Nothing more patriotic than criticising government: Kannan Gopinathan

Former IAS officer Kannan Gopinathan speaking at SDM College in Mangaluru on Tuesday.

Former IAS officer Kannan Gopinathan speaking at SDM College in Mangaluru on Tuesday.  


Former IAS officer Kannan Gopinathan on Tuesday said there is nothing more patriotic than criticising the government if the criticism is for the good of the country.

Speaking at a seminar organised to mark Human Rights Day at SDM Law College here, Mr. Gopinathan, who recently resigned from the IAS citing the Union government’s alleged denial of freedom of expression for Kashmiris, said there cannot be freedom of expression without dissent.

If the government has the right to take decisions, citizens are equally empowered to question them. “Saying what is convenient to authority does not require freedom. Real freedom is the right to criticise the government,” he said.

Mr. Gopinathan said it requires a lot of courage to criticise a government as the latter will come after the person doing it. “If you are able to see good for the country, take a stand. You know there will be material losses for you, and even after that if you are able to take that stand, then I don’t think there is anything more patriotic as you are ready for the sacrifice,” he said.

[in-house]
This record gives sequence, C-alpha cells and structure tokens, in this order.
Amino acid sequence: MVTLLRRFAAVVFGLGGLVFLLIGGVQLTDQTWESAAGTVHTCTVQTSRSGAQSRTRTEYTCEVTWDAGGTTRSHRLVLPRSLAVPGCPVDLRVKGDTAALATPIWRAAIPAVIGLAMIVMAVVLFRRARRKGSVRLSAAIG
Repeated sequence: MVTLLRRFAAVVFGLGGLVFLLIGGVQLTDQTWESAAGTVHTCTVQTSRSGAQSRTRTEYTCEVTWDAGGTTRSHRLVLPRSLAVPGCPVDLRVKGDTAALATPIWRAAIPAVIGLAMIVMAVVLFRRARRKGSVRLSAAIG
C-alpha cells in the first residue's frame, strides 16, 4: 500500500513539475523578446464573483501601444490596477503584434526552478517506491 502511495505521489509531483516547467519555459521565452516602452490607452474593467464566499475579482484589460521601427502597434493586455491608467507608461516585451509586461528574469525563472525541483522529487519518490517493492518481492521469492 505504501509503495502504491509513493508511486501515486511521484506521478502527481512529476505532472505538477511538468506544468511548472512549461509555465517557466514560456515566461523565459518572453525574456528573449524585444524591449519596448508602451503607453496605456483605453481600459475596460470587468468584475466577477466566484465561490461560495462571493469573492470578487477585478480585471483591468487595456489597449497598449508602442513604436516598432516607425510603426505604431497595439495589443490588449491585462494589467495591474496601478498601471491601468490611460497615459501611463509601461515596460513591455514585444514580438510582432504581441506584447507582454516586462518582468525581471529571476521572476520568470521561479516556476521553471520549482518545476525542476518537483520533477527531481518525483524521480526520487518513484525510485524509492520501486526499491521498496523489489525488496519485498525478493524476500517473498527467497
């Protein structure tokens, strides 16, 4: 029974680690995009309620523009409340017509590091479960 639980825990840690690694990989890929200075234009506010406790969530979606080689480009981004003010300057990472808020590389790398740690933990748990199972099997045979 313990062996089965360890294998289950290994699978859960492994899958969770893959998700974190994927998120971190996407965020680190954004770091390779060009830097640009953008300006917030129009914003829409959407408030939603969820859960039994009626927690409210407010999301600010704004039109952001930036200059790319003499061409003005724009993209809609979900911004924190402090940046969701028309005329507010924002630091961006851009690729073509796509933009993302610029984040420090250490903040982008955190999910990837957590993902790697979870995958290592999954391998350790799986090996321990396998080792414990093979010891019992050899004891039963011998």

People who are not patriotic stay silent for their own interest even after seeing that something wrong going on in the country, he said. By clamping down on Kashmiris after the abrogation of Article 370, he said, the Centre took away the fundamental rights of Kashmiris to question the decision. “Whenever there is a violation of human rights and fundamental rights in any part of the country, I consider it our responsibility to stand up and say that it is not correct,” he said.

Asked whether his resignation from the post had made any change to the situation in Jammu and Kashmir, Mr. Gopinathan said what it did was give him the opportunity to have conversations with people across the country and make them understand issues. “There is a need for all of us to converse, especially with people with whom we might have differences,” he said. He added that conversations over provocations such as “where were you when Kashmiri Pandits were sent out?” should be ignored as such discussions will not add anything constructive to discussions.

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Printable version | Jan 25, 2020 12:03:34 PM |

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